Rabbi Eliyahu Hoffmann
Beware to Compare
Toward the end of Parshas Shemos, Moshe's mission to rescue the
Jews from the hands of their Egyptian oppressors seems to take a
decided turn for the worse when Pharaoh, instead of acceding to
Moshe and Aaron's request for freedom, reacts by heaping additional
labor upon the Jews' weary shoulders. In frustration, Moshe
complains bitterly to Hashem. Parshas Va'eira begins with Hashem
reassuring Moshe that everything is going ahead as planned (indeed,
Moshe had been forewarned about Pharaoh's stubborn refusal to
heed Hashem's word). Hashem instructs Moshe to once again appear
before Pharaoh, and demand the release of the Jews. Moshe
expresses his concern (6:12):
"Behold! Even the Jews are not listening to me, so how
do You expect Pharaoh to listen to me; and I have sealed
(lit: uncircumcised) lips."
Rashi points out that this is one of the few places that the Torah itself
makes use of a kal ve-chomer (a fortiori) argument, normally
something used by the Sages to interpret the Torah.
Mefarshim (commentaries), however, point out that there seems to
be a difficulty with this kal ve-chomer. The Torah itself explains that
the reason the Jews refused to listen to Moshe's promises was, "due
to the shortness of their breath, and the difficulty of their work. (6:9)"
This does not necessarily prove, however, that Pharaoh, who
(obviously) was not a slave, would not heed Hashem's word. (Of
course, there were many other reasons to believe that Pharaoh would
not listen to Moshe, not the least of which is that Hashem Himself
has already promised He would "harden Pharaoh's heart." At any rate,
though, the kal ve-chomer seems questionable.)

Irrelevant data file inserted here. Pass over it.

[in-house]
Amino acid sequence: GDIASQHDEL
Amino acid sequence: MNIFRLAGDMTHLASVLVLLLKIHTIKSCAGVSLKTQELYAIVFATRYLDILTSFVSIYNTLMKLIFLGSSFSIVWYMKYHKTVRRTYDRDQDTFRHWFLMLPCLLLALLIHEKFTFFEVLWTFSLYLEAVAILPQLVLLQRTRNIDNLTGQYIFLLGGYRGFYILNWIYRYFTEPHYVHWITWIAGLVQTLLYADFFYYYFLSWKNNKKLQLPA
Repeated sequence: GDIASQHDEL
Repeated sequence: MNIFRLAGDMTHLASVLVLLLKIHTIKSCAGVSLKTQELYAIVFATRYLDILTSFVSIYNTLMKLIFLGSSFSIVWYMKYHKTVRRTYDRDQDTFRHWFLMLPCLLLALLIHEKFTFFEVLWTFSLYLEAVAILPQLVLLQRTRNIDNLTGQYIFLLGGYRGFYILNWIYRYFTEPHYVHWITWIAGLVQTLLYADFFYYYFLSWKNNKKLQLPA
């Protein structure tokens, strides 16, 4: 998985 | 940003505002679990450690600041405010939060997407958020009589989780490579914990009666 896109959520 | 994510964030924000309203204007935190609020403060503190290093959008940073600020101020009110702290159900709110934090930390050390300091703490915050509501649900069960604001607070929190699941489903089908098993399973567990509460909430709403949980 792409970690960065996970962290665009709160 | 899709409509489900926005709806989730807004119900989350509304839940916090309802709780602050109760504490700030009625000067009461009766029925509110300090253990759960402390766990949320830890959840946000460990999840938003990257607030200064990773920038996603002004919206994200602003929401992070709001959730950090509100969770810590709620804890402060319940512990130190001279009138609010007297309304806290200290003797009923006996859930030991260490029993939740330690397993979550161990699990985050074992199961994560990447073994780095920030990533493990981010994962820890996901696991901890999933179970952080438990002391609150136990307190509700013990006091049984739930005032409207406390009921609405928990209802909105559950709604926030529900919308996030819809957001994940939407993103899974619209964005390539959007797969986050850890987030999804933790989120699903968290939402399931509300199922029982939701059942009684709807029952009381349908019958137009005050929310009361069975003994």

Because of this difficulty, the first Bobover Rebbe zt"l, Rabbi Shlomo
Halberstam (cited in Ateres Shlomo), approaches this pasuk from a
completely different angle.
The Haftorah of parshas Toldos begins with the opening words of
the book of Malachi (1:1-3):
"Massah d'var Hashem/The prophetic burden of the
word of Hashem, through Malachi. 'I loved you,' said
Hashem. And you said, 'Why do You love us.' 'Was not
Eisav a brother to Yaakov? Yet I loved Yaakov, and I
Why do Malachi's words begin with the introduction "Massah d'var
Hashem/The prophetic burden of the word of Hashem?" Chazal,
our Sages, teach (Yalkut Shimoni, Lech, 76) that of all of the Ten
Expressions of Prophecy, the most foreboding is "Massah,"
foretelling a burdensome and difficult prophecy. Yet if we examine
the Navi's words, they seem to be an expression of Hashem's
undying love for Israel.
Every parent/teacher has invariably experienced the following
scenario, or something close to it: Two children come home late.
One comes home half-an-hour late, the other, an hour. Both are
punished. The one who was "only" a half-hour late is indignant!
After all, in comparison to child #2, he was all but on time! Do
they expect, perhaps, an award of honour?
There are two ways, says Rabbi Shimon Oddeberger zt"l, in which
the beauty of our nation can manifest itself. When Jews conduct
themselves according to the ethical and moral code of the Torah,
their beauty is intrinsic and essential. When, however, our conduct
is less than stellar, our beauty and worth are diminished. In such
times, Hashem, so to speak, finds favour in us by comparing us to